"It's about Andrew. We wanted to do the right thing by him."
That the Colts could have done the right thing by Luck at the scouting combine two months ago is beside the point.
Of course, if you can identify a football in a lineup, you've known since February that Luck and Robert Griffin III are going 1-2 in this draft. The Redskins will take RG3.
But who will the Minnesota Vikings select at No. 3? And the Cleveland Browns at No. 4?
That's where the drama begins in this year's draft, as the Big Apple waits to become the centre of the sports universe for yet another night.
The entire Top 10 of the first round -- Tampa Bay is at 5, St. Louis at 6, Jacksonville at 7, Miami at 8, Carolina at 9 and Buffalo at 10 -- hinges on those third and fourth picks. Everybody's dying to know who the Vikes and Browns have in mind.
It's like when you are a kid, desperate to know what your parents bought you for Christmas. If you sneak a peek behind the blankets in the closet, the surprise is ruined. But many kids do it anyway.
And so, with no closet door to creak open, hundreds of NFL reporters and bloggers, plus millions of NFL fans, are left to obsess over their mock drafts.
When it comes to the Minnesota and Cleveland picks, mock-draft opinions are as varied as they are resolute.
But I think I've figured out what the Vikings are going to do. After perusing way too many mock drafts, I can't help but come to the following crystal-clear conclusion:
The Vikes need a rhino of a lineman to protect second-year quarterback Christian Ponder, so it just has to be USC offensive tackle Matt Kalil. Except the Vikes need a playmaker at wideout, so it has to be Justin Blackmon. Or Michael Floyd, who's better. Except they'd be stupid in this pass-crazy league to not take the best shutdown corner available, Morris Claiborne. Except Dre Kirkpatrick is that corner. Or, actually, it's Janoris Jenkins, but he has off-field issues.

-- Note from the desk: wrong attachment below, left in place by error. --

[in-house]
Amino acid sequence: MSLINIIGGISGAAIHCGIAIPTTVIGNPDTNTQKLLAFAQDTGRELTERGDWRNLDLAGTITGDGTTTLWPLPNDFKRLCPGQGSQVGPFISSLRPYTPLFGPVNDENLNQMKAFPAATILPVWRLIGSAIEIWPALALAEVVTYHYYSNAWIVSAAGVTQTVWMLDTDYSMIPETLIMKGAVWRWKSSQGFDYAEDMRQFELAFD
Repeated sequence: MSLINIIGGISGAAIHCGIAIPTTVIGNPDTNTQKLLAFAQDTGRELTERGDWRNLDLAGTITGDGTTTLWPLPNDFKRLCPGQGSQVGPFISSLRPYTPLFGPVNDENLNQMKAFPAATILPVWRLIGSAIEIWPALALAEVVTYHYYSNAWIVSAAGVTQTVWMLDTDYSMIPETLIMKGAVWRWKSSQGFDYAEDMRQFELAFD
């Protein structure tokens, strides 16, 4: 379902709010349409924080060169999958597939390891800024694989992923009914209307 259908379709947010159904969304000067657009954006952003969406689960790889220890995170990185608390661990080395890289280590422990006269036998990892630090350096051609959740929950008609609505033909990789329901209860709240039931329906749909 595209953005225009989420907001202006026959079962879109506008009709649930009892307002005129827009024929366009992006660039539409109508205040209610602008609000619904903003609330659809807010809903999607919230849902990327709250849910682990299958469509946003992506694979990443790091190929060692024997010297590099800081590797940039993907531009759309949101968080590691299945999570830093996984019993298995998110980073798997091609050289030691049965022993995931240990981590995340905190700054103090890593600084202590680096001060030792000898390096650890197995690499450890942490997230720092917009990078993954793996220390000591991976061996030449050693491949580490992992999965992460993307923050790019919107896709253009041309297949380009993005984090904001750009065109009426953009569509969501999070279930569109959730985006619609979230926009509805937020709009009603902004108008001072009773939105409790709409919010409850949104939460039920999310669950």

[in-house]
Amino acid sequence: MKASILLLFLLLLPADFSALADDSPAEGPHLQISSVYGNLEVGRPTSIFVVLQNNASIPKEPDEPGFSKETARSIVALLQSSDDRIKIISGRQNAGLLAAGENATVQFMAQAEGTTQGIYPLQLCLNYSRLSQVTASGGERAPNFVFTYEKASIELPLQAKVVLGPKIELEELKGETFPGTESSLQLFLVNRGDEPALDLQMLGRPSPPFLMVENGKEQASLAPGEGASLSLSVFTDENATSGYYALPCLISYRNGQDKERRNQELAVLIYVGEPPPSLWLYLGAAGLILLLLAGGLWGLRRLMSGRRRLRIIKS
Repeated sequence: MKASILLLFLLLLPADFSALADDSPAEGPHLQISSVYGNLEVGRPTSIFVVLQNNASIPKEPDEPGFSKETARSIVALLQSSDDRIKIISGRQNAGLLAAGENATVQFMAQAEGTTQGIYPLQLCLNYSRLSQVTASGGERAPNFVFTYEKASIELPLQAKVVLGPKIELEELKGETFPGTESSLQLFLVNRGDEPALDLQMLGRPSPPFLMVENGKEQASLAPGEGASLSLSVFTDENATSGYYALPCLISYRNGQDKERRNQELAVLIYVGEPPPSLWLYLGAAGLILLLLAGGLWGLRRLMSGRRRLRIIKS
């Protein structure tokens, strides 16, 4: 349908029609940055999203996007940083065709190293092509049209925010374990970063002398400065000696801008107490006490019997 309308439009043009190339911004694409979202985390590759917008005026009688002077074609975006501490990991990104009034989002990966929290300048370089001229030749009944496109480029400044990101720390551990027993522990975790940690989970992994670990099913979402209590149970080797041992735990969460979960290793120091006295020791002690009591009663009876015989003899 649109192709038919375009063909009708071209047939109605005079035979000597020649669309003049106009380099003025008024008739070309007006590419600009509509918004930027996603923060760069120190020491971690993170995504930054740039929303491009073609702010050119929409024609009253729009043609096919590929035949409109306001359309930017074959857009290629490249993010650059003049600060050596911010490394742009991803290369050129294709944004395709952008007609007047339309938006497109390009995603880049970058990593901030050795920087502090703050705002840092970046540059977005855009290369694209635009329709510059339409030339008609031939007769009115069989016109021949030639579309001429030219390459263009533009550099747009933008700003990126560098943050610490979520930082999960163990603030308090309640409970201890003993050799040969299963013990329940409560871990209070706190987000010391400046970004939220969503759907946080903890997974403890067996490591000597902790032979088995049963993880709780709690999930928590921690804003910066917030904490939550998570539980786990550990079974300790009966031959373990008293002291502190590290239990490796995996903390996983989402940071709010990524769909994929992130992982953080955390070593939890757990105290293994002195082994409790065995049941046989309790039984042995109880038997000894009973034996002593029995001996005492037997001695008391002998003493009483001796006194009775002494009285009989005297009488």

Forehead, see wall. Slam into it. Repeat.
Fact is, no one outside of the scouts, coaches, player-personnel executives and maybe their wives know who the Vikes are going to take. If you don't fall into that category, like everybody else you're just guessing.
While the Vikings' pick is a cranium-cracker, the Brownies' at No. 4 is likely to be a head-scratcher.
Somehow they're gonna screw it up. Right? They always do.
The safest thing the Browns could do, and probably the smartest, would be to select the hands-down best running back to come out of the college ranks since Adrian Peterson in 2008. That would be Trent Richardson from Alabama.
"I think his height, width, speed and toughness all constitute a pretty solid pick," NFL Network draft analyst Mike Mayock said a while back.
"Part of it depends on what (the Browns) are trying to do at the quarterback position. If you're going to stand pat with Colt McCoy, you better play great defence, special teams and run the football."
In other words, now that the Browns are seemingly standing pat with McCoy, they shouldn't even bother looking at any other option.
So, of course, they reportedly are.
Speculation is that the Browns might take Blackmon or Floyd. Or maybe they'll take one of the hot cornerbacks. Or even Kalil, the tackle.
There is even renewed speculation the Browns might take the third-rated quarterback in this draft, Ryan Tannehill of Texas A&M. But as high as many experts are on Tannehill, he's not seen as an immediate starter.
If the Browns monumentally screw up that No. 4 pick, there's even better news. They have another chance later in the first round, at 22, to do it again.
Hey, it's not just about the first round
Do we all obsess too much over the first round of the NFL draft?
Of course we do.
Once most mock-drafters get to the 32nd pick at the end of the first round, the variables overwhelm. It's just too hard to predict after that.
That's just as well.
"To me, it's not just about the first round or the second round or the third round," NFL Network analyst Mike Mayock said. "It doesn't necessarily matter where your all-pros come from, which round. It just matters that you get enough of them to be good.
"So from my perspective, it's about the entire draft, from top to bottom, including free agents. And I think teams look at it that way, also. We put way too much attention on these high-level guys."